The national debate and discussion on the National Register of Citizens (NRC) have been focused on the fate of those likely to be excluded, their rights and remedies. There is virtually no discussion as to why NRC was necessitated and for whom?
Large scale and continuous migration through a porous border, primarily in the quest of land and Government sponsored benefits is the primary cause and has seen an exponential increase since the 1980s, particularly Assam being the easiest place to get any proof of citizenship. The estimates of the number of infiltrators has shown a consistent increase over time (1992 – 32 lakhs – State Government, 2004 – 50 lakhs – UPA Government, 2016 – 80 lakh – NDA Government) and they comprise over 25% of the population (3.11 crores – population of Assam – 2011 census).
These are only post 25th March, 1971 migrants, as infiltrators in Assam after Independence and upto this date are granted citizenship (unlike the rest of India) which would be an additional 10% of the population. Three independent studies have estimated that by 2040 to 2051, the indigenous people in Assam will become a minority under the weight of Bangladeshi influx. The Northeast and Assam are a treasure trove of ethnic diversity, out of 525 ethnic communities in India, 240 alone are in the Northeast and Assam has 115. The sizes of such communities vary from 5000 (Tai Phake, Tai Khamyang etc.) to 60 lakhs for Koch Rajbongshis (the largest ethnic group), but all of these communities individually and collectively face a threat of extinction at the hands of the Bangladeshi immigrants.
Indigenous communities are unable to face the combined might of Bangladeshi aggressors, who have overrun large parts of lower and middle Assam endangering even large communities like Bodos, Rabhas, Koch Rajbongshis etc., facing large scale displacement from their traditional homelands.
The NRC from all indications will exclude less than 20% of all the foreigners staying in Assam, which will legitimise Bangladeshi infiltrators becoming permanent citizens and subsequently turning into a majority. Thousands of instances, reported in the local press on a daily basis have shown large scale subversion of the NRC process by the immigrant population, but self-serving political leaders’ eye locked on their vote banks have turned a blind eye.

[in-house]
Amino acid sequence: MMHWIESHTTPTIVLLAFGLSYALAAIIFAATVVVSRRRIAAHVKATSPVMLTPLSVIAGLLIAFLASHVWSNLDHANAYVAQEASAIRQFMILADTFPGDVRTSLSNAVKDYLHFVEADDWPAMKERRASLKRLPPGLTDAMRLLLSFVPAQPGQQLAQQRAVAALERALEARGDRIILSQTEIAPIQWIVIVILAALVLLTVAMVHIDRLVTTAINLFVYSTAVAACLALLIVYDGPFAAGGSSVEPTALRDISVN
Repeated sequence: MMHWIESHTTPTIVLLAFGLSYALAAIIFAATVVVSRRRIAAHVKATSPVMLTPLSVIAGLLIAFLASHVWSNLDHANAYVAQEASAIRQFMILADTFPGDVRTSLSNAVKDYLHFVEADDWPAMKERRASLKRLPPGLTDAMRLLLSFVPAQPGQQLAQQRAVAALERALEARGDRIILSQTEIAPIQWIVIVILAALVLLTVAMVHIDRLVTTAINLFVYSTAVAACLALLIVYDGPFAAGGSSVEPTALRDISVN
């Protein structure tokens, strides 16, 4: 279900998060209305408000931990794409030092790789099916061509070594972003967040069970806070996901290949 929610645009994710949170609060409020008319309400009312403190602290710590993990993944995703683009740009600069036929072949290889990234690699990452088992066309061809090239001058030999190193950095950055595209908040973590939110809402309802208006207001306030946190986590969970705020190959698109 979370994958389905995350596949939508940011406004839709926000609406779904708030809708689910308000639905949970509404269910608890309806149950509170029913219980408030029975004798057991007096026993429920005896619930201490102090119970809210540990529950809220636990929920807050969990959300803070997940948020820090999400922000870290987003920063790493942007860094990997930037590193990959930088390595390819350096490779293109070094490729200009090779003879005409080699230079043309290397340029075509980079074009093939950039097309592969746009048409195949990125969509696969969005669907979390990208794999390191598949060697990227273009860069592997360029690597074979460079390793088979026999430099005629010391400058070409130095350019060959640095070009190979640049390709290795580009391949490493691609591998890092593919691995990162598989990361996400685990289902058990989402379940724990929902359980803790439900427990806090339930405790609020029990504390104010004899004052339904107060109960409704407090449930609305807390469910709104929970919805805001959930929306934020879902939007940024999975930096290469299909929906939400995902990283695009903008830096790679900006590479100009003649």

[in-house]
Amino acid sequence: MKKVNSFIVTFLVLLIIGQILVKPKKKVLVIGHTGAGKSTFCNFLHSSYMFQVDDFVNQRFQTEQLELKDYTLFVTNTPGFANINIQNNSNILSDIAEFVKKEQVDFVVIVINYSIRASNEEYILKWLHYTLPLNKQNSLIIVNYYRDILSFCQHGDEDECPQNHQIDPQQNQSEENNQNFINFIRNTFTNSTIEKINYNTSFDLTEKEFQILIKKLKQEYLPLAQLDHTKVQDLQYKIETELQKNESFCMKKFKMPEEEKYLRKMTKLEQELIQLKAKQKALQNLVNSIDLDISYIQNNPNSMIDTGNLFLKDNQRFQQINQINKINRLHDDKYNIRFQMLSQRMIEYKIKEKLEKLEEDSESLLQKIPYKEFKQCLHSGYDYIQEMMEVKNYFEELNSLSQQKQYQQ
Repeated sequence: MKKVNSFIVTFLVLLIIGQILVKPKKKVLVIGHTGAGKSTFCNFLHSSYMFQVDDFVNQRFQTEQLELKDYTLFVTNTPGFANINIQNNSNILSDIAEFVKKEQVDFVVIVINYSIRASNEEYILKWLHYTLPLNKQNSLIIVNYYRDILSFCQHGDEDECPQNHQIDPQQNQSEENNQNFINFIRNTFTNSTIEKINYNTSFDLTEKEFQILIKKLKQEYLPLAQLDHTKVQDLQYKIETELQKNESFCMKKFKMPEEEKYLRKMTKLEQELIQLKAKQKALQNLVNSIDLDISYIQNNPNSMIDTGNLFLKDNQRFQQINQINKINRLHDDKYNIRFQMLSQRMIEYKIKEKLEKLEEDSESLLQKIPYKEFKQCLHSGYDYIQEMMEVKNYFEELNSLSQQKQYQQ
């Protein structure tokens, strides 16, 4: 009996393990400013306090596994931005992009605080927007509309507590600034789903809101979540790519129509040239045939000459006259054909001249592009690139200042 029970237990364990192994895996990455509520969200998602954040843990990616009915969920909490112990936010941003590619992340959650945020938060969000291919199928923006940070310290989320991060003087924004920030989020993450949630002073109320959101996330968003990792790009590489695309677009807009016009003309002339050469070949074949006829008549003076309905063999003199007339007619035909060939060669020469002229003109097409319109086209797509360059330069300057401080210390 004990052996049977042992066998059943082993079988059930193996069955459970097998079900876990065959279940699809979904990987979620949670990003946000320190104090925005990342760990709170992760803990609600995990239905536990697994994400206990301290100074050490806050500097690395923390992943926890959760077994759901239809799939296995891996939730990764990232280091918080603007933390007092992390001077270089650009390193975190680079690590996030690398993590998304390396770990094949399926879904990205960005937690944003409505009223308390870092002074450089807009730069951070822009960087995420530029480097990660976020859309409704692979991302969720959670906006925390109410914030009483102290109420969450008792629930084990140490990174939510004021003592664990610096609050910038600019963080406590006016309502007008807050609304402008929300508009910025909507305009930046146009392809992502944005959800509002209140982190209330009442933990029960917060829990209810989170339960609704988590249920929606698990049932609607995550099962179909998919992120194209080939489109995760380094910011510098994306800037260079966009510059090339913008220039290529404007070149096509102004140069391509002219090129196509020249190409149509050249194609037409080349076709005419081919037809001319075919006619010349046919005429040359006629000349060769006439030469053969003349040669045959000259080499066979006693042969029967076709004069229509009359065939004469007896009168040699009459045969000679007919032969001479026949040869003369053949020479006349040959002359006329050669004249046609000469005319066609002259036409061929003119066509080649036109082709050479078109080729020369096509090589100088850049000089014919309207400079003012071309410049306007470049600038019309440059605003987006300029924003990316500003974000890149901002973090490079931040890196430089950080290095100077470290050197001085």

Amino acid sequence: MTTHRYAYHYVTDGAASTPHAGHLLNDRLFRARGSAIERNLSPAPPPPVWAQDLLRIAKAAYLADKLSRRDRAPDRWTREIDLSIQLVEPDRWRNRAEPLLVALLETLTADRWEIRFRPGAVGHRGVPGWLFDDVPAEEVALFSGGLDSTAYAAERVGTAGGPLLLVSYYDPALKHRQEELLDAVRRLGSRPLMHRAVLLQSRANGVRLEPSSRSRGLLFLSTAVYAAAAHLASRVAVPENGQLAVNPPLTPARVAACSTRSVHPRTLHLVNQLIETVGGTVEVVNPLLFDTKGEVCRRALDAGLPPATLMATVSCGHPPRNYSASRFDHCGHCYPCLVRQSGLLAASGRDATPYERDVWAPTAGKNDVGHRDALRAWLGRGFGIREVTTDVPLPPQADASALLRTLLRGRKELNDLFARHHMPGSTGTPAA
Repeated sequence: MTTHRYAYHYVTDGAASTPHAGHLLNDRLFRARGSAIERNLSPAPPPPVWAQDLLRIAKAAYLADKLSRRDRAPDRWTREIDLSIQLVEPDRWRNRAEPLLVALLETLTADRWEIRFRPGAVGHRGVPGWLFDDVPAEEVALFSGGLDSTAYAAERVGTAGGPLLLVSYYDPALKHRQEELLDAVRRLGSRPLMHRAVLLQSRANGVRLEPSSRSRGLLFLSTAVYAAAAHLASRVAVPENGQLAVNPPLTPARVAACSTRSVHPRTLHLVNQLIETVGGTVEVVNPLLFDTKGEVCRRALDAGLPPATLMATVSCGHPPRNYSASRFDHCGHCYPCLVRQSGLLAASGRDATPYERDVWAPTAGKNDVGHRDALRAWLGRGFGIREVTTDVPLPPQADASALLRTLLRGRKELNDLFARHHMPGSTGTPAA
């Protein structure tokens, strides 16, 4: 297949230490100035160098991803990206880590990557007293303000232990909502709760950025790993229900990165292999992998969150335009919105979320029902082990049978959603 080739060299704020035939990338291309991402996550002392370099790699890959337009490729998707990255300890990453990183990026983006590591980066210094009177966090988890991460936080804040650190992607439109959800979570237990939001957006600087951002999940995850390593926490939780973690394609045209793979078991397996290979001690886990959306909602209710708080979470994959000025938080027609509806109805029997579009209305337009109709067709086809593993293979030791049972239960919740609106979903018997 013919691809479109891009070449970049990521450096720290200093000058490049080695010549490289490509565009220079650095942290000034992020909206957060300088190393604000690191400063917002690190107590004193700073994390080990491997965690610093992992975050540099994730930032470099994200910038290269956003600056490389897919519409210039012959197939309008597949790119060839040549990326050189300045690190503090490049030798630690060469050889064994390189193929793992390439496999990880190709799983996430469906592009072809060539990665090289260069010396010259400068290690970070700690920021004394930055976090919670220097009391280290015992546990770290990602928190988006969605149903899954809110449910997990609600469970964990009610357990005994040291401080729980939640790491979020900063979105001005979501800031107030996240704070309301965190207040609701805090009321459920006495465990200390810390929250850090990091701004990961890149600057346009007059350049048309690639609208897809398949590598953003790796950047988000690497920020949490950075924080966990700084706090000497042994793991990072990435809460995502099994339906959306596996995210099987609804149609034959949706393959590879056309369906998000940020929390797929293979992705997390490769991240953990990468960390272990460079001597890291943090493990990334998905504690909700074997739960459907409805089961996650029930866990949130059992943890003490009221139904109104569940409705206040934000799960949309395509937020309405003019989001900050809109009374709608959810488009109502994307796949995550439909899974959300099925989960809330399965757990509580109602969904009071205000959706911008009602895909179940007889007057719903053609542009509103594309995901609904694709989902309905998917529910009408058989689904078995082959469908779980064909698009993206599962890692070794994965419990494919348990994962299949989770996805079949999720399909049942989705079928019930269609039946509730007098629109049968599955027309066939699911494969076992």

Like a typical bureaucratic process, while the NRC procedure looks perfect on paper, but is riddled with flaws is evident from two glaring facts – exclusion from NRC draft in border districts (which have seen the highest population growths) is far lower at an average of 7.5% against a state average of 12.15%. Those who have been declared foreigners through an adjudication process by the Foreigner Tribunals have however passed the citizenship test in the administrative process under the NRC. About two months ago, the NRC authorities excluded a further 1.2 lakh persons from the draft NRC as these persons were either declared foreigners adjudicated by the Foreigner Tribunal or their descendants, demonstrating failure of the NRC in identifying even those who have been adjudicated to be foreigners.
The only means to protect indigenous people, to the extent possible is to take a leaf out of other North-eastern states who are protected from such infiltration by virtue of legal regimes reserving land, trade opportunities, jobs and other resources for the local indigenous population acting as a disincentive to economic migration from Bangladesh. As a Commissioner appointed by the Supreme Court in 2015 on the State of Border and Infiltration from Bangladesh, I had strongly proposed and recommended that the only means of protecting the indigenous population in Assam is through a protective legal regime reserving land and resources for them.
(The author is a Supreme Court lawyer and court appointed one-man Commission for Indo-Bangla border. Views expressed are personal.)